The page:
The sequel will be adapted from Irvine Welsh's follow-up novel 'Porno', and will feature Ewan McGregor, Robert Carlyle, Jonny Lee Miller and Ewan Bremner.
With five months to go until the classic original movie celebrates its twentieth anniversary, Oscar-winning director Danny Boyle has confirmed that all four of the main cast members of Trainspotting are on board to make a sequel.
Boyle, who was speaking at the Telluride Film Festival ahead of the first-ever screening of the Steve Jobs biopic project he helped to save from oblivion, also announced that the screenplay for the sequel (adapted from Irvine Welsh’s 2002 novel ‘Porno’) had already been written by John Hodge, who was nominated for an Oscar for his work on the first movie in 1997.
Danny Boyle has confirmed that the core cast of 'Trainspotting' is on board for a sequel
Continue reading: Danny Boyle Confirms 'Trainspotting 2' Is In The Works
Ewan Bremner - Edinburgh International Film Festival 2014 - Closing Night Gala and International Premiere of 'We'll Never Have Paris' - Arrivals - Edinburgh, Midlothian, United Kingdom - Sunday 29th June 2014
Two U.S. Black Hawk helicopters go down in the mazelike streets of Mogadishu during a routine search-and-capture mission, leaving 100 G.I.'s stumbling around enemy territory with limited resources until the rescue Rangers show up. It's been oft-compared to having almost two full hours of Steven Spielberg's masterful 30-minute Omaha Beach sequence in Saving Private Ryan, which sounds good on paper only because Ryan suffered by following up its amazing visual prologue with a glut of character-driven monologues to invest personality within each soldier before he get killed. But Spielberg understood the basic precepts of documentary filmmaking: no matter how chaotic things got, we always understood where the soldiers were, and where they were going. Black Hawk Down, by removing exposition and cohesion, couldn't care less.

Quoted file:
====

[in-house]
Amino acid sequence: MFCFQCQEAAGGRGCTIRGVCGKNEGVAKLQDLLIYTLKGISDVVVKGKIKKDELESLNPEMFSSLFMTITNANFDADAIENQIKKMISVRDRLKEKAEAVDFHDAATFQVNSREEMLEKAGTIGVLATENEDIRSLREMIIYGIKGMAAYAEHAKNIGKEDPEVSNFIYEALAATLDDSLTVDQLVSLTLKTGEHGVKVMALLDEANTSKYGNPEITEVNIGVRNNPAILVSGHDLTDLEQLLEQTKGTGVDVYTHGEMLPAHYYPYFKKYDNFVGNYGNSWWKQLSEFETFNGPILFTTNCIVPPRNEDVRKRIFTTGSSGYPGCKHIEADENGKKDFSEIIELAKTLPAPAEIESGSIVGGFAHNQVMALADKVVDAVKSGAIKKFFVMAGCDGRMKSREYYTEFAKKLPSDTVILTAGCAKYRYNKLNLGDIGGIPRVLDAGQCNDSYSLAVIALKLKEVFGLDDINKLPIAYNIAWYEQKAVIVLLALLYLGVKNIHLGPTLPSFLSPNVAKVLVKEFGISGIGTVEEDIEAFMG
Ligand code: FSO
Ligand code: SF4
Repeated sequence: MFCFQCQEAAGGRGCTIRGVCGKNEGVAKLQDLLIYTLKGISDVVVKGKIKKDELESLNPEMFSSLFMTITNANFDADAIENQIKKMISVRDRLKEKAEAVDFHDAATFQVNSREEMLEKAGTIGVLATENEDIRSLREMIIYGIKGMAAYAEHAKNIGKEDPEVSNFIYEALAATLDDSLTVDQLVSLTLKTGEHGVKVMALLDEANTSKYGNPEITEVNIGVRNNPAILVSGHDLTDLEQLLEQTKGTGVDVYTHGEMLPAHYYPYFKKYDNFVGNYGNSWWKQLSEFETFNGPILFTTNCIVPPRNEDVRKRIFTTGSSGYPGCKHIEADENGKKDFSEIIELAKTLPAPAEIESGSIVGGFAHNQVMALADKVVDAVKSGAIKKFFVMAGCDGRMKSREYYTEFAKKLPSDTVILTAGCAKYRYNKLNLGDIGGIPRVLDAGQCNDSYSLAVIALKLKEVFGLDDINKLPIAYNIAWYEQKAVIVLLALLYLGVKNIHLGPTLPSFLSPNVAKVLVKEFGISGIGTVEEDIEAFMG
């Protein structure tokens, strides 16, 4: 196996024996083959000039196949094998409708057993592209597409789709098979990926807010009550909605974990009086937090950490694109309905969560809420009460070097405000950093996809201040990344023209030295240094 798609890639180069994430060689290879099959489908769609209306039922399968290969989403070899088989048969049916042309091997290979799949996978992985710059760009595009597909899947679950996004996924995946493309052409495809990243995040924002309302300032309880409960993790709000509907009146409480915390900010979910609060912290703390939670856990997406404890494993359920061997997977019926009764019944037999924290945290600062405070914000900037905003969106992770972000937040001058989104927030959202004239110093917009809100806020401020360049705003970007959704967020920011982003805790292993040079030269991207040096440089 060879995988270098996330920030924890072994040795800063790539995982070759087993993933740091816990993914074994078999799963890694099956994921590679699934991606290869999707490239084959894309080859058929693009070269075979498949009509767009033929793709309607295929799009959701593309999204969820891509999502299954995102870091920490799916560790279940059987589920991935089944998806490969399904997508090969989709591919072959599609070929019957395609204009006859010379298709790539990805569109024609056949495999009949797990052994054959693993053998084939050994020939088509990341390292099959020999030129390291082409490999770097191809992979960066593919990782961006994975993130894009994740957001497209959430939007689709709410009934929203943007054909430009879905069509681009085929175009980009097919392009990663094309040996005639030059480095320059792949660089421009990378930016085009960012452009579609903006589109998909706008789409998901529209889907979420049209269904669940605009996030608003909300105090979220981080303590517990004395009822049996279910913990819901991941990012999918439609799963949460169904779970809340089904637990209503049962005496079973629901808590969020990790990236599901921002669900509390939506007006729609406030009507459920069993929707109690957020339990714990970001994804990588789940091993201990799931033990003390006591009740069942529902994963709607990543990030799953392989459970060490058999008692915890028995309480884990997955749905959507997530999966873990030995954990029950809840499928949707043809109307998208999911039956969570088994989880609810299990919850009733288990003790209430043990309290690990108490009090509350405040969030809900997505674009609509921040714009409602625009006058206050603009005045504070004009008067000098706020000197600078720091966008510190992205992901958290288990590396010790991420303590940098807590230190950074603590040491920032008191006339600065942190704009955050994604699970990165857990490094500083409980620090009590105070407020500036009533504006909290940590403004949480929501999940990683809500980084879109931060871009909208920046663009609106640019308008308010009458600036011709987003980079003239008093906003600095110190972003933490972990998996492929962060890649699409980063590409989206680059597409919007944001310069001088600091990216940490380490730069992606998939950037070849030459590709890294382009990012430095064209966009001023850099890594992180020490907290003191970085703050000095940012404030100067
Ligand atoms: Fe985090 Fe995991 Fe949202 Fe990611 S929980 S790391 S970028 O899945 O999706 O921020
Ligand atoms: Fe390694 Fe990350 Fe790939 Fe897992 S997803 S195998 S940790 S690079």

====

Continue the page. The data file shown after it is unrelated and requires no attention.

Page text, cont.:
Continue reading: Black Hawk Down Review
Jules Verne might have a hard time recognizing his source material in the Jackie Chan action-comedy adaptation of "Around the World in 80 Days," but for non-purists, it's easy to forgive the many liberties taken in this funny, fleet-footed summer-matinee romp.
Although the ostensible main character is still screwball Victorian inventor Phileas Fogg (lanky Steve Coogan) -- who wagers against the stuffed shirts of the English scientific establishment that he can circumnavigate the globe in the titular time period -- this version of the story more literally revolves around Passepartout (Chan), Fogg's valet who has his own reasons for traipsing across continents.
Passepartout has stolen a jade Buddha from a Bank of London vault in order to return it to its rightful place: his native village in China. Fogg is his ticket to safe passage -- or so he thinks.
Continue reading: Around The World In 80 Days Review
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